My company adds some essential “spice” to these flavors with respect to reference structures and concepts to give the information context, but these simple bases remain the foundation.
These are really not complex steps. They are really no different than the early phases of posting documents on the Web. Only now, we are exposing data.
More importantly, we can forget the chicken-and-egg problem. Each new data link we make brings value, in the similar way that adding a node to a network brings value according to Metcalfe’s Law. Only with linked data, we already have the nodes — the data — we are just establishing the link connections (the verbs, predicates or relations) to flesh out the network graph. Same principle, only our focus is now to connect what is there rather than to add more nodes. (Of course, adding more linked nodes helps as well!)
The absolutely amazing thing about our current circumstance as Web users is that we truly now have simple and readily deployable mechanisms available to finally overcome the decades of enterprise stovepipes. The whole answer is so simple it can be mistaken as snake oil when first presented and not inspected a bit.
As an industry accustomed to hype and cynical about so much of this, I only ask that your readers check out these assertions for themselves and suspend their normal and expected disbelief. For me, in a career of more than 30 years focusing on information and access, I feel like we finally now have the tools, data model and architecture at hand to actually achieve data interoperability.
21. Can you speak to the intersection of federated search and the Semantic Web? Is anyone aggregating semantically tagged content using a federated search approach?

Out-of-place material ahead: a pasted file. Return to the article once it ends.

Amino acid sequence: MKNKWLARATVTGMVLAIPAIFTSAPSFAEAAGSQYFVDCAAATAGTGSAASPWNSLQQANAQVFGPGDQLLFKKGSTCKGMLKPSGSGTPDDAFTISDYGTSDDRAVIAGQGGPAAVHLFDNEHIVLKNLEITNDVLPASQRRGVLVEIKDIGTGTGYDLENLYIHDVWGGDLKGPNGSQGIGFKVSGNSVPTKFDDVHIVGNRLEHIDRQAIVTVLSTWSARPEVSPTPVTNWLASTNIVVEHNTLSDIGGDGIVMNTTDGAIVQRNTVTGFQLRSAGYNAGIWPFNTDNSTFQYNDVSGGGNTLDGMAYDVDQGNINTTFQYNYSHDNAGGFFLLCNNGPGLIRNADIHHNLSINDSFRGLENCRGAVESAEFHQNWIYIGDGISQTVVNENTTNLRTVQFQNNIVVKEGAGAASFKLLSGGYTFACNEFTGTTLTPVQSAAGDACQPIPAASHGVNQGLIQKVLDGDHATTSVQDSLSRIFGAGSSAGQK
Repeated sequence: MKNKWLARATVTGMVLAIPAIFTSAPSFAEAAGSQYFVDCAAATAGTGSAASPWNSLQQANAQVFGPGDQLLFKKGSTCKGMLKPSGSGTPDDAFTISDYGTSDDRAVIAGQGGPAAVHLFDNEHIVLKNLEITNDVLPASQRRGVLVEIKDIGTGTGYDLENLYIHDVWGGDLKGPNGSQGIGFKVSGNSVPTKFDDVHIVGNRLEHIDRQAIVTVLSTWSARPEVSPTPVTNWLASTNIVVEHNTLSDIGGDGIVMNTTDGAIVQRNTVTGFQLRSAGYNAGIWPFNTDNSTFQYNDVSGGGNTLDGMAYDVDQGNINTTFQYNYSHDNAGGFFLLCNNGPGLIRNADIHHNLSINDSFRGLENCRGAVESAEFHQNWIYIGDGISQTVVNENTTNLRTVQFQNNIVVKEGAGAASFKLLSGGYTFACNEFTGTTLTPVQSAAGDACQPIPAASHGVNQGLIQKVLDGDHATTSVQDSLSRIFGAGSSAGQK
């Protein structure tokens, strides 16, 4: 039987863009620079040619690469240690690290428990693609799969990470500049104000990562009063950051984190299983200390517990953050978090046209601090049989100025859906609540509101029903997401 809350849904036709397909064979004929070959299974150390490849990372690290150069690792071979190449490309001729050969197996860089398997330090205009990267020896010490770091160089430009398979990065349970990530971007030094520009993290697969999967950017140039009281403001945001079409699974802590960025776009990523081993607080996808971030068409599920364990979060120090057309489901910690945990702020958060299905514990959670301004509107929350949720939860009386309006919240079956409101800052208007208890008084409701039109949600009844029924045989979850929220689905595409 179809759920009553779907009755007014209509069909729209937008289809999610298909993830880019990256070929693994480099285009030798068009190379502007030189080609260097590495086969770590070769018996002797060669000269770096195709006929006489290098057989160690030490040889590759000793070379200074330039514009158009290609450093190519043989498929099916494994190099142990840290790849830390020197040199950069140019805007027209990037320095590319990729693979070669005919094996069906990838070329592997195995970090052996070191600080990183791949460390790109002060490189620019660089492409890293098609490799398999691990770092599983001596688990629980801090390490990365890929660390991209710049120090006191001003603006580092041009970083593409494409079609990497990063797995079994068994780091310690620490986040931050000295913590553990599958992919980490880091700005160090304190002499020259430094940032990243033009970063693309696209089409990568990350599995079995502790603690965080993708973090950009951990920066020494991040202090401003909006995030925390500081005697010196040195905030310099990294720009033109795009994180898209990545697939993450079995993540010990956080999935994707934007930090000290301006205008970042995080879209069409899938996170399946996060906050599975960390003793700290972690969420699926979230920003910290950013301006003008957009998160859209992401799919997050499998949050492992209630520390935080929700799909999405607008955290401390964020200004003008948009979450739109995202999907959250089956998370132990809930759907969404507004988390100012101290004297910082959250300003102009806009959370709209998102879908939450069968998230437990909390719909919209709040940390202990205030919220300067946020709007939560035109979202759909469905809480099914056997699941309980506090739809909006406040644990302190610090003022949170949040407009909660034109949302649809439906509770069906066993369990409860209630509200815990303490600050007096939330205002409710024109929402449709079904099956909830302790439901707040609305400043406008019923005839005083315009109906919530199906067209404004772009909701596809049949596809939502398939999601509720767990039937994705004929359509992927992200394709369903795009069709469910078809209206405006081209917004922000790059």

I appreciate the focus on federated search in these questions. And I don’t mean to be arrogant or dismissive. But from my personal perspective, getting basic semantic Web principles and frameworks holds trump here. There may be (and likely are) federated search efforts also occurring here, but I don’t know much of them personally.
There have been a couple of deep Web research workshops now initiated with some appropriate academic meetings. They are probably the better places to look on this question. My current focus is linked data and not the deep Web or federated search.
22. Can you explain what you’re doing at Zitgist? What problem is Zitgist addressing? What are its products and services? Who are its customers?
My main job at Zitgist, of course, is to build the business and secure revenues and customers.
Another aspect is the fact that what we are doing with linked data is somewhat new and needs explanation to our enterprise markets. If you were to ask a traditional VC, they would say we do not want Zitgist involved in “educating the market”. But, from my perspective, that is true for us and also part of my current job description. Zitgist still is early in the market; there is much that needs to be communicated. And for that, I thank Federated Search Blog for these questions and this opportunity.
But, apart from administrative stuff, the real problem and thus opportunity that Zitgist is addressing is:
How to apply Web-responsive ways to provide data interoperability across the enterprise and with the global environment?
In other words, Zitgist is addressing the problem of breaking down data barriers and bridging across stovepipes.